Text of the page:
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About The Author


Susan Axelrod

Susan Axelrod's food writing career began in the kitchen; she owned a restaurant and catering business for 10 years before turning to journalism. By day, she is an online content producer for and the Portland Press Herald. To relax, she bakes, gardens and hikes with her husband and their three dogs, preferably followed by a cocktail. Susan can be contacted at 791-6310 or On Twitter: @susansaxelrod

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Posted: April 30, 2014

Brunch: 26 places to do it right in Portland

Written by: Susan Axelrod

Eggs Florentine is a popular brunch dish at The Porthole Restaurant on Portland’s waterfront. (Press Herald file photo)

Brunch: It’s what we do in Portland on weekends. Whether we jump up ready to start the day with exercise, or drag our sorry selves out of bed — possibly regretting (ahem) beverage choices made the night before — chances are we’ll be sitting down to a plate of eggs or pancakes sometime before noon. Preferably accompanied by both coffee and a cocktail. We could also be tucking into huevos rancheros, fried chicken and waffles, Caribbean-spiced corned beef hash or crepes — just a few of the widely varied dishes found on brunch menus around the city. We’ve rounded up 26 restaurants where brunch is not just a noun, it’s a verb. As in, “Let’s brunch.” To which the answer should always be, “Yes!”

The queen of brunch cocktails

A standout Bloody Mary is almost mandatory at brunch. To customize theirs, some local bartenders go over the top with mix-ins and add-ons. Take a look at these:

Bodacious bloodies: hot brunch cocktails with something more


Where to brunch in Portland

Vignola Cinque Terre

10 Dana St. 772-1330; 10 a.m. to 2:30 p.m. Sunday. The contemporary Italian menu includes various antipasti, egg dishes, salads and pizza. A signature cocktail, the Vig-osa, features Grand Marnier, fresh OJ and prosecco.



The Corner Room

110 Exchange St. 879-4747; 9 a.m. to 3 p.m. Saturday and Sunday. Harding Lee Smith’s Italian restaurant offers an “abbondanza” of options at brunch, from fried-to-order donuts and Italian French toast to pizza, pasta and panini.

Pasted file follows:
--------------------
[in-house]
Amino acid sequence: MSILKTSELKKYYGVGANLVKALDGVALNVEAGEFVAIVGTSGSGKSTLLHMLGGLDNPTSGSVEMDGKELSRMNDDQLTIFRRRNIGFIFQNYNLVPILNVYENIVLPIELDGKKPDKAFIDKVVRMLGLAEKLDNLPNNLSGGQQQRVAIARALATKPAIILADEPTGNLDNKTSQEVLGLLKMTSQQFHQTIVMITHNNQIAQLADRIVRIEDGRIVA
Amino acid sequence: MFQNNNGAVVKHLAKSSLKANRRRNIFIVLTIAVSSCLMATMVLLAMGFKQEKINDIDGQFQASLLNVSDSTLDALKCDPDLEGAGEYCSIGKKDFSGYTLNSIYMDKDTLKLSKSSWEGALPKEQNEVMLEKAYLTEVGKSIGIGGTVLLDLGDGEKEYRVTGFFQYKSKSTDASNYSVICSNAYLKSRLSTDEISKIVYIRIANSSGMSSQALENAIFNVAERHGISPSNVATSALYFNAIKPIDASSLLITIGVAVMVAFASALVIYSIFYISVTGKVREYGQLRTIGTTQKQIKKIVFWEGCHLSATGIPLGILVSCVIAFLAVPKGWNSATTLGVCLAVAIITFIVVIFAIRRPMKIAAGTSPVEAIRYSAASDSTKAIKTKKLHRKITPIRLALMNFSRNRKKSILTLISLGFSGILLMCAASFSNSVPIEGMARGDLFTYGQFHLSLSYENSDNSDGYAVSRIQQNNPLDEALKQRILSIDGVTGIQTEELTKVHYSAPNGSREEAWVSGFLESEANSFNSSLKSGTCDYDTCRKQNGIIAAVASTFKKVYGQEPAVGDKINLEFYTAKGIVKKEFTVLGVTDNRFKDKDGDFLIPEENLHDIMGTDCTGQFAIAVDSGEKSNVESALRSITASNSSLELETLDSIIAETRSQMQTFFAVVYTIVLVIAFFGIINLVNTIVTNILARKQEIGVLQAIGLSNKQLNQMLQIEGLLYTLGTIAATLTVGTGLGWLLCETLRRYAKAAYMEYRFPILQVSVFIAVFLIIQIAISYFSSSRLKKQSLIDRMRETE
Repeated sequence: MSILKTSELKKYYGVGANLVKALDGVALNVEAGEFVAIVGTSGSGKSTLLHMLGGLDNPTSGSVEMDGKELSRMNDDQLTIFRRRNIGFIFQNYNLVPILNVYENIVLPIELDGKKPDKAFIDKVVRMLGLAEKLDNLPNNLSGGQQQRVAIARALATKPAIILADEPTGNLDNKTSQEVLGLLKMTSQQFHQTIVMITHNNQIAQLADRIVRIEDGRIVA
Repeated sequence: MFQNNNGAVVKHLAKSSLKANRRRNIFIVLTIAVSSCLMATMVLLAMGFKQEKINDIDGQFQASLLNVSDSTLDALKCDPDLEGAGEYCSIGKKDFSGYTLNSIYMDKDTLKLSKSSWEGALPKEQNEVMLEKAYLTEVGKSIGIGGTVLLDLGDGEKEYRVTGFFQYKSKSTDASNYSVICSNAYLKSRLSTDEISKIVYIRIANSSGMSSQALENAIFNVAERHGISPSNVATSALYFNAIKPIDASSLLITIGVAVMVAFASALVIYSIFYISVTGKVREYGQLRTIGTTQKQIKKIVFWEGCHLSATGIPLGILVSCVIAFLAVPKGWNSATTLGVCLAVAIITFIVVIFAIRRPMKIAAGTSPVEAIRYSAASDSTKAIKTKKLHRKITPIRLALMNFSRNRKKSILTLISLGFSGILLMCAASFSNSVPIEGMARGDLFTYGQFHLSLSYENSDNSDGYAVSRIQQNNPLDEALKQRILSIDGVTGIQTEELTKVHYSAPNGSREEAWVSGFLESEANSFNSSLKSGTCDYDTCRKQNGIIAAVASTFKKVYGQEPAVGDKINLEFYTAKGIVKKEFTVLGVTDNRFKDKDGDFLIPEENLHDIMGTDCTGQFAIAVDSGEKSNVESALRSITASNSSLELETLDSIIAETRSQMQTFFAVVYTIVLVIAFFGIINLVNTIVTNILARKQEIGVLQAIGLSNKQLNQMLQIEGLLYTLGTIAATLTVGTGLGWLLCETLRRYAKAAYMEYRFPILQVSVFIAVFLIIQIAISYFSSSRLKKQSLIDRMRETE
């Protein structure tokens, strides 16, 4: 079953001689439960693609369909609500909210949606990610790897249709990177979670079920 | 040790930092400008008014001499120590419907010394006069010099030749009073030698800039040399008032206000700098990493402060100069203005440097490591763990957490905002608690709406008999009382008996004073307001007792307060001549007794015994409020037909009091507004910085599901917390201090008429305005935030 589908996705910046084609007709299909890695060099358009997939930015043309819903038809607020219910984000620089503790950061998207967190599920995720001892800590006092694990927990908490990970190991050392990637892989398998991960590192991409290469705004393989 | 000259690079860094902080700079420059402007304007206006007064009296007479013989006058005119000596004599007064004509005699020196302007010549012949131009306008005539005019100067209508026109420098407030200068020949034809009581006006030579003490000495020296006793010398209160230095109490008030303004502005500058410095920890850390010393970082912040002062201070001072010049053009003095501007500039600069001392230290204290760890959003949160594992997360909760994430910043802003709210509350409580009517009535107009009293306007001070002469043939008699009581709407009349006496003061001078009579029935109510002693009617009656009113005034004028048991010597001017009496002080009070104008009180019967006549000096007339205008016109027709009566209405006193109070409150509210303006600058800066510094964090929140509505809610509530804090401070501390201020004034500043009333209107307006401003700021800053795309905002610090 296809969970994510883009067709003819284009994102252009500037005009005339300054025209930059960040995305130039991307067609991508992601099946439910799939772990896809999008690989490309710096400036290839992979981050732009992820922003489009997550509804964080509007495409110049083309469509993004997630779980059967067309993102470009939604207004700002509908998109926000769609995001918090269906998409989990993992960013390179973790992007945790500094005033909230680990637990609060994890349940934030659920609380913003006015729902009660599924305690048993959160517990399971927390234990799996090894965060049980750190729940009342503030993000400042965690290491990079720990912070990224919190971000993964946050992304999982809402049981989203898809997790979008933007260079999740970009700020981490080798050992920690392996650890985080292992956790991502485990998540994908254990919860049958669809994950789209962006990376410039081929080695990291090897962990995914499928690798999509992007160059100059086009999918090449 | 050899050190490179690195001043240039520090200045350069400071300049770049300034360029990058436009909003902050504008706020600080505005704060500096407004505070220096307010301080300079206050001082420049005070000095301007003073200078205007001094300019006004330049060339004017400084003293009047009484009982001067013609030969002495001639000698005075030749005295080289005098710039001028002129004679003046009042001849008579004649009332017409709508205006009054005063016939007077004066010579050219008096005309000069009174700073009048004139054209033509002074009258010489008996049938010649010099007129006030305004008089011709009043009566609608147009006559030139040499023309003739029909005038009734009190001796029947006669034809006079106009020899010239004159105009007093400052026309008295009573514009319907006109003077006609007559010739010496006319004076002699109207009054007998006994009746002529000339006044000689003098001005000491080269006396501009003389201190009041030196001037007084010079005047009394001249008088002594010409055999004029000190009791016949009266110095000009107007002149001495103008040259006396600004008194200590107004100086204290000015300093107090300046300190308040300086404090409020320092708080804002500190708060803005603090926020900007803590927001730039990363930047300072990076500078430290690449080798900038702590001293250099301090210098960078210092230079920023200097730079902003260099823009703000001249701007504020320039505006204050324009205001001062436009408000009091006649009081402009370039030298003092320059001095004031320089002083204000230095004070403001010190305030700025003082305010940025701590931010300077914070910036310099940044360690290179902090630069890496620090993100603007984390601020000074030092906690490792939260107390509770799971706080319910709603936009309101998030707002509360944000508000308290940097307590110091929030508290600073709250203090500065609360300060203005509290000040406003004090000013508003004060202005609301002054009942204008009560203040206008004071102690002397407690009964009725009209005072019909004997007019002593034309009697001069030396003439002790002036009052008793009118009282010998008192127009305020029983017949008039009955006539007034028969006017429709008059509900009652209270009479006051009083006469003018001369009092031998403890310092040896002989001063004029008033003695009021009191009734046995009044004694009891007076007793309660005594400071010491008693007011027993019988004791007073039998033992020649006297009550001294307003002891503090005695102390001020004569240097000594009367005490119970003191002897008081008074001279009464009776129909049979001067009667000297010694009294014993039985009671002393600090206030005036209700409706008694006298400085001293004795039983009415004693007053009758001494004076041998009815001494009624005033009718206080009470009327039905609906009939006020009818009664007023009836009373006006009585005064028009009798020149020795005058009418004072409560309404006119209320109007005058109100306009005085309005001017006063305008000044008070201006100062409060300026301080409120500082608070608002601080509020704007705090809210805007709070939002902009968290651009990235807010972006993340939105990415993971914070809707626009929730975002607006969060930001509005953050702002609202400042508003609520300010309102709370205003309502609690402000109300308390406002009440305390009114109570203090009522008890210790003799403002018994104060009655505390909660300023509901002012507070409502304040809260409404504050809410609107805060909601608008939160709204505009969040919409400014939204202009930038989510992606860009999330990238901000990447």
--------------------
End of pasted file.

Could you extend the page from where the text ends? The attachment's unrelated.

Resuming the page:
83 Exchange St.; 207-772-7774; 10 a.m. to 3 p.m. Saturday and Sunday. The Latin-leaning choices include huevos rancheros, Johnny’s tri pork Cuban sandwich, empanadas and fish tacos.



Petite Jacqueline

190 Exchange St.; 207-553-7044; 9 a.m. to 2 p.m. Sunday. French bistro classics dominate the menu: soupe a l’oignon; a variety of crepes; croque madame and pastries are among the options.




98 Portland St.; 207-774-0005; 7 a.m. to 2 p.m. daily. Where locals go for omelets and benedicts, but also for dark chocolate waffles and seafood bisque.




Five Fifty-Five

555 Congress St.; 207- 761-0555; 9:30 a.m. to 2 p.m. Sunday. A small, balanced menu includes steak and eggs, fish and chips, or simpler options like a cheese plate and granola with fruit and yogurt.



Blue Spoon

89 Congress St.; 207-773-1116; 9 a.m. to 3 p.m. Saturday. This neighborhood bistro serves creative takes on classic egg dishes, sandwiches and salads.





58 Pine St.; 207- 772-1110; 9 a.m. to 2 p.m. Sunday. The whimsical menu changes regularly, but may include housemade cinnamon and sugar pop tarts, smoked salmon croque monsieur and egg creams.



Local 188

685 Congress St.; 207-761-7909; 9 a.m. to 2 p.m. Saturday and Sunday. Options include Caribbean spiced corned beef hash with eggs, smoked salmon bagel plate, burgers and salads.



The Front Room

73 Congress St.; 207-773-3366. One of Portland’s most popular brunches is a daily event, served from 8 a.m. to 2:30 p.m. The menu ranges from baked beans and brown bread with eggs and biscuits and gravy to salads and sandwiches.



Schulte & Herr

349 Cumberland Ave. 207-773-1997; 10 a.m. to 2 p.m. on Saturday, 8 a.m. to 2 p.m. Sunday. Portland’s only German restaurant serves a rib-sticking brunch that includes potato pancakes with house cured salmon, bratwurst with sauerkraut and the “Sunday roast” with potato dumplings and gravy.